On Racism, Being Black and Being Americans

Well, well, well. Looks like someone besides the FBI can determine that America is a racist country. The Associated Press has released a poll where they have documented over half of Americans surveyed are filled with anti-Black racism. This report is a smart bomb, knocking down the worthless arguments about not needing affirmative action or Historic Black Colleges as if they were obsolete castle walls surrounding bastions of ignorance. The whole purpose behind implementing affirmative action was to force the racists who would refuse stop discriminating against Blacks to provide equal opportunity and counteract past racial injustice. This report clearly reveals that the racism that caused affirmative action to be put in place still exists.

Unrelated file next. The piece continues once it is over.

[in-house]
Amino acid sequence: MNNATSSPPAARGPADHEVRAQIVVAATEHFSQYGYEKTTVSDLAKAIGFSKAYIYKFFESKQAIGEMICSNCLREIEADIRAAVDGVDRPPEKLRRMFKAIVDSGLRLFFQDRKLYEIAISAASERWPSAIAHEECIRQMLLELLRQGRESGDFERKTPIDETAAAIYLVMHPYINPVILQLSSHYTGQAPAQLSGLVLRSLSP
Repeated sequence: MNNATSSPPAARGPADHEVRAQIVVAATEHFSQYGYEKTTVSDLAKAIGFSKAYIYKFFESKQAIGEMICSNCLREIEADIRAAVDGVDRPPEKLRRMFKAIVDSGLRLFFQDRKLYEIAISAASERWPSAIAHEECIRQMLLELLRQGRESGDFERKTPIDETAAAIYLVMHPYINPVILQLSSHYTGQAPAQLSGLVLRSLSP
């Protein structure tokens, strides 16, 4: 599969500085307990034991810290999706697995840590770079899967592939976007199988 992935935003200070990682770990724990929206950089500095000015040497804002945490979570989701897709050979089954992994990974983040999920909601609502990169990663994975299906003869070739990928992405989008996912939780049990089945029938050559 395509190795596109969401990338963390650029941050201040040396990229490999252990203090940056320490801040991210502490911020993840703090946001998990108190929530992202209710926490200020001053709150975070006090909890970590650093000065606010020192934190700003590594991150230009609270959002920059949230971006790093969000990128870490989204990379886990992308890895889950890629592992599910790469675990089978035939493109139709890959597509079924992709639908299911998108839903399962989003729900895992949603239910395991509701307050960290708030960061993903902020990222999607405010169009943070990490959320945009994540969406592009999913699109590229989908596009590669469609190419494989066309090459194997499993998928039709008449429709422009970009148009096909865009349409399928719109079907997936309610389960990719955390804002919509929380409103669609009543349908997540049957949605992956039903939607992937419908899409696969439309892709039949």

We are in a hostile environment. It has been hostile from the moment when the very first Africans were stolen from the motherland to slave for the benefit of others. From the moment when the Pope of the Catholic Church gave the Portuguese permission to replace the genocide depleted Native Americans with Africans. Anti-Black racism is the reason why Black men are presented in the media as predators, or conversely, either passive and somewhat superficial consumers, or as non-threatening service providers. Anti-Black racism is the reason why Black men are rarely an action hero and virtually never a romantic lead. Anti-Black racism is the reason why Black women are portrayed as welfare queens, prostitutes, with the best examples used as the objects of white male love interests. Why is every woman able to be an action hero except the Black woman? These are some of the cursory reasons why this debauched system of predatory capitalism is a failed system that is not worth becoming part of. Some whites have realized through self-interest that that racism is a no-win proposition. It doesn’t matter that these people may have no love for Blacks, as long as they are motivated by a love of justice and what is right, that is good enough. The problem, however, is that when they deem it is no longer in their best interest to love right and justice, they may revert to earlier malefactions. Can we trust in these groups to maintain self-interest in good and justice? The Associated Press poll indicates probably not. This is why we must act and negotiate American politics and society from a position of strength. We must learn to navigate and manipulate this society, but never become completely one with it.